The fallout was fast and unexpected – Dow’s share price fell 4.2% in 23 minutes, causing a loss of $2 billion in market value. This leads to a Yes Men realisation. As they explain; “we have created a market system that makes doing the right thing impossible, and the people who appear to be leading are actually following its pathological dictates. If we keep putting the market in the driver’s seat, it could happily drive the whole planet off a cliff.”
The film follows Andy and Mike around conferences as they try to explain the ramifications of this situation. Of course, the methods which they employ to do so are not always legit (but funny for us). For example, pitching the concept of a ‘golden skeleton’- which represents lucrative skeletons in the closet, to a London Dow Conference. Surprisingly, those attended loved the concept and afterwards scrabbled to be given skeleton key chains and memorabilia.
The documentary also unveils SurvivaBalls, (which can best be described with photographic examples) on a unsuspecting audience. While they may suspiciously look like fat suits, they in fact “Save managers from abrupt climate change – an advanced new technology will keep corporate managers safe even when climate change makes life as we know it impossible”. As long as the heads of the corporations are alright, eh?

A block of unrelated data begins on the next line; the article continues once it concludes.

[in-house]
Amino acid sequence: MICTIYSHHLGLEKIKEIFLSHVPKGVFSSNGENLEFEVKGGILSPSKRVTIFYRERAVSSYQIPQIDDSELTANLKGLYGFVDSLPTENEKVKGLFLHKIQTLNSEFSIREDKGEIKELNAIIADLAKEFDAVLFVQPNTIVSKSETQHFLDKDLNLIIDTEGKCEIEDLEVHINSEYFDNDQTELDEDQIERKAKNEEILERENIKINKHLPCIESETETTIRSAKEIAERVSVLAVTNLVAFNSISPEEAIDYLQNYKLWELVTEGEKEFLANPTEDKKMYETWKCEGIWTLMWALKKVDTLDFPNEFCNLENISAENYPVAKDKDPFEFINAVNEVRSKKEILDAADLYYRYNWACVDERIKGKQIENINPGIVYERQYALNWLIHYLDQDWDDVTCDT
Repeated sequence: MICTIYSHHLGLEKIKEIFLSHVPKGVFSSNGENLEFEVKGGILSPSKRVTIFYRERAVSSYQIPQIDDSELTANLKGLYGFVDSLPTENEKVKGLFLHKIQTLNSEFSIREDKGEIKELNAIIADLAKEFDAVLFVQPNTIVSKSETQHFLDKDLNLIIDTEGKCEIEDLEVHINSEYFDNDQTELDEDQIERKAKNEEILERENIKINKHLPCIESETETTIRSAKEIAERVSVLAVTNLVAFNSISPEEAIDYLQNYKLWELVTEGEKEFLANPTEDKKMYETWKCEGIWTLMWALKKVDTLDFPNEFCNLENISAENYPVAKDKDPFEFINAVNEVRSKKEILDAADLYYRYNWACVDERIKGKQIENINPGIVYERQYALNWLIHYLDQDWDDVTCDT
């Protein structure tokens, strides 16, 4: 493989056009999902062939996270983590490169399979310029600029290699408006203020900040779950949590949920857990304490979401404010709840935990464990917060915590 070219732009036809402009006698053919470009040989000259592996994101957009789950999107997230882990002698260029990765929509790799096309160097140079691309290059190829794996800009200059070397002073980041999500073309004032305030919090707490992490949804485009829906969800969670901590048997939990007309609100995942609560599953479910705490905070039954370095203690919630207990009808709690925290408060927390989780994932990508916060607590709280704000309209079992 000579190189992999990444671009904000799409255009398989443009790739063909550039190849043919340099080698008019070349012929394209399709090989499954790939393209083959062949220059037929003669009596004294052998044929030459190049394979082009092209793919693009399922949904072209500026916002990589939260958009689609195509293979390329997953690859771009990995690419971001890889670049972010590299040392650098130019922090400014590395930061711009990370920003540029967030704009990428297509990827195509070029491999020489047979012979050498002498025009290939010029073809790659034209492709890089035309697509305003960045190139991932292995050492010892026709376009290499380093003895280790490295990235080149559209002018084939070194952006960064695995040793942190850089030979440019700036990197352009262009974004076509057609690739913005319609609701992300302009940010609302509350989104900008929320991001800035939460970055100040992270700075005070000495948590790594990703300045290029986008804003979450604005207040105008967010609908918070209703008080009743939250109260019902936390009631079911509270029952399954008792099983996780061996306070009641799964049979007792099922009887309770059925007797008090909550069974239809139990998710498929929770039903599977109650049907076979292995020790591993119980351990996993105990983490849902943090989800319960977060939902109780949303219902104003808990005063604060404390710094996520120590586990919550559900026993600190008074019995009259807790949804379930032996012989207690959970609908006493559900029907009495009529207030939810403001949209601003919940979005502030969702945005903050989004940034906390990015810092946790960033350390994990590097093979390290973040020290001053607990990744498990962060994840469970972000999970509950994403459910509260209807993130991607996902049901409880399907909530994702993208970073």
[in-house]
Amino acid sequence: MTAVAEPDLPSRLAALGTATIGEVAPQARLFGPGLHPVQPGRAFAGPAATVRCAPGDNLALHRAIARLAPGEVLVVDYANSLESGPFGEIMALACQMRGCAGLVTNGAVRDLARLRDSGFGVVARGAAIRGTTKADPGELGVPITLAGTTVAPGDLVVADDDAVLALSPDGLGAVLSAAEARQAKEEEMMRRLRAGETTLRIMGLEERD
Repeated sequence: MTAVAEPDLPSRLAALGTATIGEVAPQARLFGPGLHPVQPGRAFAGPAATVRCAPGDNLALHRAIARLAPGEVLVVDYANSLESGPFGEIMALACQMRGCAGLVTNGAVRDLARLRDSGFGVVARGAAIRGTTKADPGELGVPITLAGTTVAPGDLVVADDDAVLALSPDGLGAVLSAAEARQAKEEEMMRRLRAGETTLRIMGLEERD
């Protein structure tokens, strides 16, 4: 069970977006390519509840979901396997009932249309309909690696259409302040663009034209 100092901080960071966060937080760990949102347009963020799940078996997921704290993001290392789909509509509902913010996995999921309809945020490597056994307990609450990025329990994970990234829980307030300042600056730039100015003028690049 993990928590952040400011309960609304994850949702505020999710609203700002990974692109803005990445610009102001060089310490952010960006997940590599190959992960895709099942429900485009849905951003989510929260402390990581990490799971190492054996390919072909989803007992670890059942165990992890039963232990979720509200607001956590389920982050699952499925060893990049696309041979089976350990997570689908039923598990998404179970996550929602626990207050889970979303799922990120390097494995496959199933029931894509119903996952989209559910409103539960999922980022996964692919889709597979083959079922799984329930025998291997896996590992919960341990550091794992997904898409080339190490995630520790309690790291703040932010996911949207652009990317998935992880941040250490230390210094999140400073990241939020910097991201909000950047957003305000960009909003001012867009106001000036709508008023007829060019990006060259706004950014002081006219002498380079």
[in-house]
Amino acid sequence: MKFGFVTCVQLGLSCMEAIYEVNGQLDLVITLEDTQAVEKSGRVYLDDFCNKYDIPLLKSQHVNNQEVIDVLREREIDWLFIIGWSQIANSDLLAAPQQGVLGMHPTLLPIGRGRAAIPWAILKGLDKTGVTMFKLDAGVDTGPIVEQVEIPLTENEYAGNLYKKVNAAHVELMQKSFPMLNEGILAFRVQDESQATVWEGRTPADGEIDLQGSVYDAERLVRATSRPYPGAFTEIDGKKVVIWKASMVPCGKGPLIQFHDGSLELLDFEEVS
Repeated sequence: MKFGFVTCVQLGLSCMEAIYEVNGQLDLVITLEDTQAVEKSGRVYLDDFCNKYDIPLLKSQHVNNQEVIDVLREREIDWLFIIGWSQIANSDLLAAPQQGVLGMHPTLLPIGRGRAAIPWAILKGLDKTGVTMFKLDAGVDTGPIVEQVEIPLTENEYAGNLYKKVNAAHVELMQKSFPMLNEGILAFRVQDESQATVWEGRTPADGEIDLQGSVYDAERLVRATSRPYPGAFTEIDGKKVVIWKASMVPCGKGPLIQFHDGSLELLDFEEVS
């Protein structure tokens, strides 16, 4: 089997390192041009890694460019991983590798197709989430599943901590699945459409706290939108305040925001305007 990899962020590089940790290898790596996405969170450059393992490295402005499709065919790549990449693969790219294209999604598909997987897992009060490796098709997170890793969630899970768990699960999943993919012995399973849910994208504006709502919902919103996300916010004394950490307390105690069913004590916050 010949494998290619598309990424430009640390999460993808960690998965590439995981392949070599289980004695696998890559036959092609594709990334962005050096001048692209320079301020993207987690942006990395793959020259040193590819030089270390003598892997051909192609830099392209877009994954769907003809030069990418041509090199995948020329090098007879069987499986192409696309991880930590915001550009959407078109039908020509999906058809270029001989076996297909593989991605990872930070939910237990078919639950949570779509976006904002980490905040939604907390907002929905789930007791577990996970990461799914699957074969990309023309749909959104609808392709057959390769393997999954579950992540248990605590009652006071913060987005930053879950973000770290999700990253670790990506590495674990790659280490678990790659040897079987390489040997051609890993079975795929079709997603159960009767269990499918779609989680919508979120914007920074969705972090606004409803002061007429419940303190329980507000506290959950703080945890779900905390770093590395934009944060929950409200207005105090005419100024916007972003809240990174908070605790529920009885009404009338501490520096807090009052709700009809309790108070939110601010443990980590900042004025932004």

The Yes Men press have this to say about the films release:
COME SEE THE YES MEN GET SERVED?
If you happen to live in the U.K., the Yes Men will be attending the London
preview screenings August 7-10 and will appear live at the nationwide simulcast on
August 11. These are great opportunities to serve the Yes Men legal papers should
you or anyone you know wish to sue them. Please get tickets early to reserve a
seat for these potentially lively events! Note as well that the Yes Men will give
a free “Special Edition” New York Times to anyone who comes to any daytime
screening, or to one of the Monday-Wednesday evening screenings at the Odeon
Panton Street London between August 7-13.
There will also be the chance, a la The Age Of Stupid, to organise screenings in schools and public work places. For full screening dates and times, and to buy advance